On Saturday, Kyle and I headed out to the Slide, with the goal of exploring the western-most end of the area; namely, the Railway and Heart of Frank sectors. I thought that perhaps we would have time to hit up a couple of areas, try a handful of projects. Kyle thought otherwise, noting that the best-laid plans at Frank often go awry when the exploration bug sets in. His words would prove prophetic.
We hiked up to the ridge above Railway, where a small collection of boulders sit atop a relatively sharp ridge of talus. We wanted to try the problems on one boulder in particular, a nice-sized block with a long overhanging face, and good landings. The catch? The boulder is topped by gravel, which had made topping out on the block unpleasant. Kyle had put some effort in years ago to clean off the topout, and I contributed another hour or so to cleaning up the mantle on the boulder. It eventually became a lot better (though still not ideal), and so if you are in the area feel free to bring a brush (or broom) and do a little sweeping!
We spent some time cleaning up the boulder (and working on the landing a bit), then proceeded to climb all the lines on the boulder. Coincidentally, the easiest line was on the right side of the face, and every problem that we encountered as we moved left across the face was a bit harder, with the two most difficult lines on the far left (and steepest) prow. Approximately, the lines were V1, V1/2, V2, V3, with the final two lines in the V5(ish) range. The final two problems - a line that climbed out a short roof to a hanging dihedral (likely calling it Eclipse) and another that compressed up a great double-arete feature - were both stellar! It seems likely that the first line hadn't been done before, and likely that second one had (it is a very obvious line, and Kyle remembers seeing chalk on it years ago).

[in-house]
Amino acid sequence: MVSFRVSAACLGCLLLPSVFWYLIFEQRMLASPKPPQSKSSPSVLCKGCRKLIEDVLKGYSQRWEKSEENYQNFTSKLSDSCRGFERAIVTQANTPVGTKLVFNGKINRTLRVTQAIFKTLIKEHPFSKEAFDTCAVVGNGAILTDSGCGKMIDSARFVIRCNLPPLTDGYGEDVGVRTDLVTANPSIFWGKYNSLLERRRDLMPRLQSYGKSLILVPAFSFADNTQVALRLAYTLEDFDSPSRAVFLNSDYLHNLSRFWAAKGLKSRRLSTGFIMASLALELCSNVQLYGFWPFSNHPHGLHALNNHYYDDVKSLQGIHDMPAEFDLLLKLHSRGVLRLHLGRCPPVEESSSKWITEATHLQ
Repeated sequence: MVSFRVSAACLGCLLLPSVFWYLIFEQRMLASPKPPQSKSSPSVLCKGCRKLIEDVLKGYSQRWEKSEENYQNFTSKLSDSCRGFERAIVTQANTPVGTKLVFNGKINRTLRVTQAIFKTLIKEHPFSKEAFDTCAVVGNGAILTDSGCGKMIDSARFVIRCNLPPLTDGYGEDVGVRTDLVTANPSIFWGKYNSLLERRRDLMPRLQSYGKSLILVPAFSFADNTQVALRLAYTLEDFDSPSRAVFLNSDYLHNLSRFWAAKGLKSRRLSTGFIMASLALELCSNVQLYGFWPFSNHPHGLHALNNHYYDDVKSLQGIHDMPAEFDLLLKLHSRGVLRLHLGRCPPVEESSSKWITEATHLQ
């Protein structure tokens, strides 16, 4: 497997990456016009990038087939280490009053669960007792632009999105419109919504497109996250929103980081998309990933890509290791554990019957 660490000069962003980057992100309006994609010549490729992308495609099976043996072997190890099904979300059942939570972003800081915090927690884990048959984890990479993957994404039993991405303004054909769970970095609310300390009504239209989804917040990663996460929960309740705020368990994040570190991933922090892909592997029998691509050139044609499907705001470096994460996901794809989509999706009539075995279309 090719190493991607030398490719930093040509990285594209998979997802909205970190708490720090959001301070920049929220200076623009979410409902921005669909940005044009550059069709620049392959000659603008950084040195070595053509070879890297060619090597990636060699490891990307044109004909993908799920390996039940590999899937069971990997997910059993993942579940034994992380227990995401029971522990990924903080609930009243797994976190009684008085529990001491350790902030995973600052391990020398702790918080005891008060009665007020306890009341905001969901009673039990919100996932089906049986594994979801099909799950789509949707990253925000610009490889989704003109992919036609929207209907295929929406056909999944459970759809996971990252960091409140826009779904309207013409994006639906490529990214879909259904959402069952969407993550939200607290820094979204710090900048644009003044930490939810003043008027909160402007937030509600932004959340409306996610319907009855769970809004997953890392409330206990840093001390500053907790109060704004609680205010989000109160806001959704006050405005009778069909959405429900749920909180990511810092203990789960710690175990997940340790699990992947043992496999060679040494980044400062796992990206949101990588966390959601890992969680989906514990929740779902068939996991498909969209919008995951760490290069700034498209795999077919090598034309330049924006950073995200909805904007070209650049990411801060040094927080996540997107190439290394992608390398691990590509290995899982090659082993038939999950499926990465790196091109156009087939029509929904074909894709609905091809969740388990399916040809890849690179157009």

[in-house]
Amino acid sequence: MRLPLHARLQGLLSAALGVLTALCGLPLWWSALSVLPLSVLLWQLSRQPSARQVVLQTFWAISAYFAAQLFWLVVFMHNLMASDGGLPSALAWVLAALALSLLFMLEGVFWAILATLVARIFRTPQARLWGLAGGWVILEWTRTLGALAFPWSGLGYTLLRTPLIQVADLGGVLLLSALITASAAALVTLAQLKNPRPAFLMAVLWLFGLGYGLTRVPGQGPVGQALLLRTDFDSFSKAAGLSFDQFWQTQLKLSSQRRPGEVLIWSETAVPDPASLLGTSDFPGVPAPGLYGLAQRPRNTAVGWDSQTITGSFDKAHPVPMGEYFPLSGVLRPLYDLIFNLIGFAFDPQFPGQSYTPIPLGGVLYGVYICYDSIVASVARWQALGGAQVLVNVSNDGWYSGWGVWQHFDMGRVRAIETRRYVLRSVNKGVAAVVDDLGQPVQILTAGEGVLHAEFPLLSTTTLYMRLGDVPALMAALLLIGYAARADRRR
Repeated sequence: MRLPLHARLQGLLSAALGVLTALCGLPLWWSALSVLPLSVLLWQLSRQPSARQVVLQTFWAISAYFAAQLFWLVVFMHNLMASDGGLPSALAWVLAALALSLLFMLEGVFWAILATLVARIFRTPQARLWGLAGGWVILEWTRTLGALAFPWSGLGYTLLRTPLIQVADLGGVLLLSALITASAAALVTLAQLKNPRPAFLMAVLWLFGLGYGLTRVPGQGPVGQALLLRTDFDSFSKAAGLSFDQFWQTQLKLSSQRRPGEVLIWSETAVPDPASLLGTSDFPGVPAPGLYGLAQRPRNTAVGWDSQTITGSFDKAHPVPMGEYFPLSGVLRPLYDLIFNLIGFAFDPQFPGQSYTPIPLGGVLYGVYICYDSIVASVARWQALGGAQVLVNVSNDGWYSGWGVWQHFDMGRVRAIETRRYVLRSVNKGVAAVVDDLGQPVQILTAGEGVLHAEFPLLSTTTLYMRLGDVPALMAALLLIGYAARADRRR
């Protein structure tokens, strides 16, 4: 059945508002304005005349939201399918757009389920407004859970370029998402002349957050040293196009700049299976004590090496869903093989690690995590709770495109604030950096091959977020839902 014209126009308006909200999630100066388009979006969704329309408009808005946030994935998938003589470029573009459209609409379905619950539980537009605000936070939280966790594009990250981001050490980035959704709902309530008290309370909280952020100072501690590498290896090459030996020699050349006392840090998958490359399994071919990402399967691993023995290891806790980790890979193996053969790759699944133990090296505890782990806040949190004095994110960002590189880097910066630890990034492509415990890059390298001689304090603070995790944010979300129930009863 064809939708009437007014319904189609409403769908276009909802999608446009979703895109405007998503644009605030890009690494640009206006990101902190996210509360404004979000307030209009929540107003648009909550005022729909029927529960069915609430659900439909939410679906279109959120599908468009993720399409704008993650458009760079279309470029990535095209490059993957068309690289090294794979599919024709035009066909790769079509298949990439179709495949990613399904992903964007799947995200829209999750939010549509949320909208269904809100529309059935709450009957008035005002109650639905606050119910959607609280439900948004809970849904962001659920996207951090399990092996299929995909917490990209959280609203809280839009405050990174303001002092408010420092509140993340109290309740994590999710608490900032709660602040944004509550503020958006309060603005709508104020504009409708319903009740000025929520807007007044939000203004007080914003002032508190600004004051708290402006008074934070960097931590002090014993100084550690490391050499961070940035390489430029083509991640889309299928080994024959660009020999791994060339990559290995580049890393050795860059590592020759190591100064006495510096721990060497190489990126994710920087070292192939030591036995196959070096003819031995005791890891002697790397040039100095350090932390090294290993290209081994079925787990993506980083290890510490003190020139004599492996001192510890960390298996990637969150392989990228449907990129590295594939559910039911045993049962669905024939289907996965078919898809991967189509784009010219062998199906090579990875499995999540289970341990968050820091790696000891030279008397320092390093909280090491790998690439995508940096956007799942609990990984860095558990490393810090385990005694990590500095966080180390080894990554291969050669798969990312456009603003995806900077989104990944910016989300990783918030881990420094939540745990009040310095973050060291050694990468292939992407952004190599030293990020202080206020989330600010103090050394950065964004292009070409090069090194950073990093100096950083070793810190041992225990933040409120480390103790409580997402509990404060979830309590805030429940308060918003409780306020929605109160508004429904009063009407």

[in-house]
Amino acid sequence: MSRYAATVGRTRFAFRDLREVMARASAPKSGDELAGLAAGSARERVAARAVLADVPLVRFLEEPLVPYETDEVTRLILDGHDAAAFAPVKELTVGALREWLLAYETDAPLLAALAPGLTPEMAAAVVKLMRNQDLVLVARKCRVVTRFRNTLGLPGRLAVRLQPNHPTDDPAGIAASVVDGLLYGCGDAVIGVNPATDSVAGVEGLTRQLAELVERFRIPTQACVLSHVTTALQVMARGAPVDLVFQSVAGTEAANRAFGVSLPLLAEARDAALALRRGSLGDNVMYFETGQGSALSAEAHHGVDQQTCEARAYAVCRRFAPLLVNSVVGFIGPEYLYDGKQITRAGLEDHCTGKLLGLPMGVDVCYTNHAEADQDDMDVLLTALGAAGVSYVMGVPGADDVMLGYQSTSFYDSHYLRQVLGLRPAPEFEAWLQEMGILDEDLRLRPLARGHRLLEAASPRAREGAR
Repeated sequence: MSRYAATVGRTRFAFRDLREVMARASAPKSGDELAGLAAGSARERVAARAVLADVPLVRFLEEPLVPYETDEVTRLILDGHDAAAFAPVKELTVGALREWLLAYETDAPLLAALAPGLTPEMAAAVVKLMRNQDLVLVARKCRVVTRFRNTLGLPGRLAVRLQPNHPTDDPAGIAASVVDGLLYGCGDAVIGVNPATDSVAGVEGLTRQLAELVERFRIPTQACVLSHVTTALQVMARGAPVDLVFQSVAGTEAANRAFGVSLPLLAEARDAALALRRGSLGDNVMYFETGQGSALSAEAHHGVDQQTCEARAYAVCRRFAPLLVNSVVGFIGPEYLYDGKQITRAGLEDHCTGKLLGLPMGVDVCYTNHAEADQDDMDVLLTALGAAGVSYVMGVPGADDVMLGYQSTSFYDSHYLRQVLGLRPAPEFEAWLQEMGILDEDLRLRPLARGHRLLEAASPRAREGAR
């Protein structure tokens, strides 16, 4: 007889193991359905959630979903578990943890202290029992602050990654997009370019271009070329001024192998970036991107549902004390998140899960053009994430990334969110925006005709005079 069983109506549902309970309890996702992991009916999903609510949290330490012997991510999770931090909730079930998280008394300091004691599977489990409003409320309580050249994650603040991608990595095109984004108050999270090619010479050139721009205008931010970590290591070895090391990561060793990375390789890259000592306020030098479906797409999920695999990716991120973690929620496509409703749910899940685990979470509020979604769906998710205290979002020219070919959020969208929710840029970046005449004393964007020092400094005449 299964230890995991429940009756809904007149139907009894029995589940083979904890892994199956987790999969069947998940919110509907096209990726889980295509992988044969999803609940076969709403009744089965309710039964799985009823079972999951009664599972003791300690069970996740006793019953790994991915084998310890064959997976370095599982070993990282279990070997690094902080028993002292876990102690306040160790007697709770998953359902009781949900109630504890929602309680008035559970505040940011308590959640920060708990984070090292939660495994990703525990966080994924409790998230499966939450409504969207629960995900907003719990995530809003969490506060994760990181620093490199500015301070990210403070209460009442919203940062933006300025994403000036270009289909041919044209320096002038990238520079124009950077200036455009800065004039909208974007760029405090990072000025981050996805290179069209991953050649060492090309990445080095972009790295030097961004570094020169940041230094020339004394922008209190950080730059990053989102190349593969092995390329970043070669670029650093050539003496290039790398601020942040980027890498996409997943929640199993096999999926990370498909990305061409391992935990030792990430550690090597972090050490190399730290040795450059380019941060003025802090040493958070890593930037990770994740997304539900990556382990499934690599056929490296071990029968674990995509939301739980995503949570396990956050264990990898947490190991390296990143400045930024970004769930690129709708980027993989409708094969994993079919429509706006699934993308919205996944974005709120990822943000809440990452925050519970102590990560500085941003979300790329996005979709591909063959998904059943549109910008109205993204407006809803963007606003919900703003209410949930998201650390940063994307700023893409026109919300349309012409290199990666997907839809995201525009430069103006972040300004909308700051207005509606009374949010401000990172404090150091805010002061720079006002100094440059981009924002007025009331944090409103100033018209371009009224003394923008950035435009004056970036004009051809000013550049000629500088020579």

I am always impressed that there are still new lines to climb, even though I have climbed at the Slide for well over a hundred days since moving to Southern Alberta three years ago. Just when I start to think I've climbed and/or seen everything, I jump on a line that is new to me, and find a fantastic gem. The V5ish compression line that we climbed is a good case in point; I've looked at the boulder before but never tried anything on it. When I finally climbed the problem, I was surprised to find one of the best V5s in the entire area!
Just as we finished all the lines, Mark D came up to the ridge to climb with us for the remainder of the day. He warmed up on the easier lines on the face, and almost onsighted both of the V5s in an impressive effort. We then moved on to the next cluster of boulders on the ridge, but were disappointed to find that the problems there were of low quality.
By this time it was very late in the afternoon, and we decided to head down to the Railway Cave to try the long left-hand arete that forms the lip of the cave. Starting on the farthest left side of the cave, we tried to climb the long and undulating arete all the way to the finishing jugs of Railway - a distance of probably 15+ feet! After four tries, I managed to link the entire problem (getting savagely pumped each attempt), and although he put in a valiant effort over an hour or so, Mark was unable to send the problem. Kyle almost tried the problem, but was feeling too sleepy... :) Regardless, another brilliant, fun line (with the bonus of being nice and high) probably in the V5 or low-end V6 range. I'm planning on calling it Hang 'Em High. The real prize (and enduro-fest) remains, however, which is a possible linkup of Wild West (V5) into Hang 'Em High, a problem with almost 20 feet of climbing, and more than 15 moves. Yikes!
I have finally made a dent in my 'Summer 2015' project list, since both the compression problem and Hang 'Em High were on the list of 10 problems. Lots of climbing left, though - time to get busy!
Until next time!